prenatal visits prior to 34 weeks gestation; or (3) a program of mandatory testing of all newborns whose mothers had not undergone prenatal HIV testing.

Also in June 1996, Assembly Speaker Sheldon Silver reversed his position on mandatory testing legislation and allowed the bill to pass the legislature. According to one legislative insider, "The Assembly leadership did not want to go into 1996 elections with this as an open issue. In 1994, the U.S. House and Senate went Republican, as did the New York governor. In 1996, the Speaker was very concerned this [opposition to mandatory testing] would lead to a loss of a significant number of Assembly seats, and that would then invigorate the Republicans. We could potentially lose majority control. That got played out on a long list of issues, whether criminal justice, or welfare reform, or mandatory testing." On June 26, 1996, Pataki signed the Baby AIDS bill into law. The new law gave the health commissioner the authority to impose newborn HIV tests. According to Speaker Silver, "We're leaving it to the health professionals to make the determination."

As expected, Health Commissioner Barbara DeBuono issued a call for developing regulations to put the mandatory newborn HIV screening program into place, and on February 1, 1997, the Comprehensive Newborn Testing Program was implemented.

Epilogue

In the wake of the mandatory newborn testing policy which began in 1997, Mayersohn returned to her original proposed partner notification legislation from 1993. According to one observer, "The success of the Baby AIDS program [mandatory newborn testing] was a major arguing point in the efforts to pass partner notification, and the lines of support were parallel." A number of county health officials, the state medical society, and a number of physicians supported the effort; similarly, a number of community groups, civil libertarians, and physicians opposed to mandatory newborn testing also opposed the partner notification legislation. The case of Nushawn Williams, an HIV-positive Brooklyn man who infected a number of underage teenage girls through sexual contacts in rural Chautauqua County in 1997, further fueled public debate and interest in the partner notification legislation. According to public reports about the case, although Williams was aware of his HIV-positive status he did not disclose it to the girls with whom he had intercourse. A number have since tested positive for HIV.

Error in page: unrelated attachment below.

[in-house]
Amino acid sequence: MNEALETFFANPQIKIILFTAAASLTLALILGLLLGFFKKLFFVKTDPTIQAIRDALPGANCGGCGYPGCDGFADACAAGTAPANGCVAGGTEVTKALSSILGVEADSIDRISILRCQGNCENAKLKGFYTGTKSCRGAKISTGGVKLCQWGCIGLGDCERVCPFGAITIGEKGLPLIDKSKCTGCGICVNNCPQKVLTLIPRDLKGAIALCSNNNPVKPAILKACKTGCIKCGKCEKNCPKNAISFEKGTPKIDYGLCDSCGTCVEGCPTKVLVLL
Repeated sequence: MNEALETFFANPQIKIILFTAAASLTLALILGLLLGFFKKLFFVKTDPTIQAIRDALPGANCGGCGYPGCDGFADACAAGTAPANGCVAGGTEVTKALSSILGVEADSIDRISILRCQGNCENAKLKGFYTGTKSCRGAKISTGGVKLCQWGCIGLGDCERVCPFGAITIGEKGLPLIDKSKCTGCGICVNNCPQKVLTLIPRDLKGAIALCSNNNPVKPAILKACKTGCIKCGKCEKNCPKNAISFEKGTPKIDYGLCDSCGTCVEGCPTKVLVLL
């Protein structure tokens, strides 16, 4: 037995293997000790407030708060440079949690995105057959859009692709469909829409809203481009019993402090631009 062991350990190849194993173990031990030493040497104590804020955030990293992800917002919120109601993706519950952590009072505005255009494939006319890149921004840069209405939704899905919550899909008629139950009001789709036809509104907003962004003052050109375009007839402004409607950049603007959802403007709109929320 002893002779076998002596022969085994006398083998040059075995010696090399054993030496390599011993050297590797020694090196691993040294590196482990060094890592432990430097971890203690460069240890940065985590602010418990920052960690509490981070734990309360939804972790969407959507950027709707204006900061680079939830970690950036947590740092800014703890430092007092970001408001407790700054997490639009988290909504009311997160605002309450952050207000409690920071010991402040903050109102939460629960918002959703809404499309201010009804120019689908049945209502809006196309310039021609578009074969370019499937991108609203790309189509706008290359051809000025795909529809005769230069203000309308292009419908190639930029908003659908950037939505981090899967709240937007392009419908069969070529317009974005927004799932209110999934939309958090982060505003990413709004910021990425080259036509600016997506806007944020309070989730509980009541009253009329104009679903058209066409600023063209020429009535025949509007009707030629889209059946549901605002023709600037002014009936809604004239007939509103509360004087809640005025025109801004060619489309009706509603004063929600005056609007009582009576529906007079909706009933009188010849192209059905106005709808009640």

Mayersohn's reintroduced bill requires providers to solicit the names of sexual contacts and injection drug-using contacts from individuals who test positive for HIV. Physicians, laboratories, coroners, and medical examiners are required to report the names of individuals testing positive and their contacts (if known) to the state health commissioner. In turn, the state will then forward the information to the local health commissioner or district health officer. Local health officers are required to trace the sexual and/or drug-sharing contacts of



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